If you’ve taken a look at the state of the art benchmarks/leaderboards for ImageNet sometime in the recent past, you’ve probably seen a whole lot of this thing called “EfficientNet.”
Now, considering that we’re talking about a dataset of 14 million images, which is probably a bit more than you took on your last family vacation, take the prefix “Efficient” with a fat pinch of salt. But what makes the EfficientNet family special is that they easily outperform other architectures that have a similar computational cost.
In this article, we’ll discuss the core principles that govern the EfficientNet family. Primarily, we’ll explore an idea called compound scaling which is a technique that efficiently scales neural networks to accommodate more computational resources that you might have/gain.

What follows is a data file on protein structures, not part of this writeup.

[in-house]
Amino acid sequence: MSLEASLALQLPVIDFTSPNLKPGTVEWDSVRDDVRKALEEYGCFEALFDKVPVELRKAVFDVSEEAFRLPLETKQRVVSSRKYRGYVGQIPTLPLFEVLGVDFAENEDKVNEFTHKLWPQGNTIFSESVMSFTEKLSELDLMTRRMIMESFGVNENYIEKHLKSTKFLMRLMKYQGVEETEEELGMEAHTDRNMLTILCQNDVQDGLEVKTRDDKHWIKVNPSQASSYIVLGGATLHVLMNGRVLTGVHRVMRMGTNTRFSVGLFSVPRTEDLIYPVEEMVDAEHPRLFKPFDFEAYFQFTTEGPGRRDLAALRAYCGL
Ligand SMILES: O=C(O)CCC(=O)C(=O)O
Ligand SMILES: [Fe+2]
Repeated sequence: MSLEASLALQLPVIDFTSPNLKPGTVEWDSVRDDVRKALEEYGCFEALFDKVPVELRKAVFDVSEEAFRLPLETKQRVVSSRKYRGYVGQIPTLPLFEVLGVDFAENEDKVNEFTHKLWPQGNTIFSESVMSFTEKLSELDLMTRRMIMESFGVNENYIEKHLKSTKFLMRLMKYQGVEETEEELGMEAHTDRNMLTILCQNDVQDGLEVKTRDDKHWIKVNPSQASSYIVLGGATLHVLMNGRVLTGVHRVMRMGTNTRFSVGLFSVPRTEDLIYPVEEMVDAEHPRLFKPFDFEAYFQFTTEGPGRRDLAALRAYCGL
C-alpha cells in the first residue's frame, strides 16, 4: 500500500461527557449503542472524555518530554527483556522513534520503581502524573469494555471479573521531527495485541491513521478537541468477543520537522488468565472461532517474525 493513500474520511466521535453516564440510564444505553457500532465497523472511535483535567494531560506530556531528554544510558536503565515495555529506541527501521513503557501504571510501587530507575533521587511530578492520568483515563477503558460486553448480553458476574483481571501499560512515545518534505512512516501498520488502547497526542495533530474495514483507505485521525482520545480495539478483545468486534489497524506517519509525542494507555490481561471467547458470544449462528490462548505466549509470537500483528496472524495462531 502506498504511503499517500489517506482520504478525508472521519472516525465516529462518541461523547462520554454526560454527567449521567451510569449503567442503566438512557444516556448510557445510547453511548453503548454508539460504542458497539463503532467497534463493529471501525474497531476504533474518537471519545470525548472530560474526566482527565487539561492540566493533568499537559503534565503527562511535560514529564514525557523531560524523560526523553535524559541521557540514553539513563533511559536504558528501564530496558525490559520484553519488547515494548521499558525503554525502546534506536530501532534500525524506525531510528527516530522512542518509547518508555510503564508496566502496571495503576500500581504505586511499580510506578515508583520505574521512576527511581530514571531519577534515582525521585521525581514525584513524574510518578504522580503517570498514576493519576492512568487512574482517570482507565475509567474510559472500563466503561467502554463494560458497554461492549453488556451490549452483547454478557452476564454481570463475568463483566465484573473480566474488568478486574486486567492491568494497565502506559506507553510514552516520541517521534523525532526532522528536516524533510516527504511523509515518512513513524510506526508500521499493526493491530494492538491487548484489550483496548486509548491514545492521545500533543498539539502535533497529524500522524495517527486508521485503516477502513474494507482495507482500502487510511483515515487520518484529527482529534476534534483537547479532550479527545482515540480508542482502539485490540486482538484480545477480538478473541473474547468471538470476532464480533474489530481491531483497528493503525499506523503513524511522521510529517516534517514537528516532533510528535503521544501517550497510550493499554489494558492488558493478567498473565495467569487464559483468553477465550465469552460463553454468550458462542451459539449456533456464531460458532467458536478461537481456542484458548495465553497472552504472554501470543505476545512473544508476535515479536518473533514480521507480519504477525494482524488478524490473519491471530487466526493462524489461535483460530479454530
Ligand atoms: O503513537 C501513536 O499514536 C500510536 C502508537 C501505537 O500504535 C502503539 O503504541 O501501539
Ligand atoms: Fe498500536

In this report, I’ll present the results I got from attempting to try the various EfficientNet scales on a dataset much smaller than ImageNet which is much more representative of the real world. You’ll also be able to interactively visualize the results and answer the question that the title of this post asks — how efficient is EfficientNet?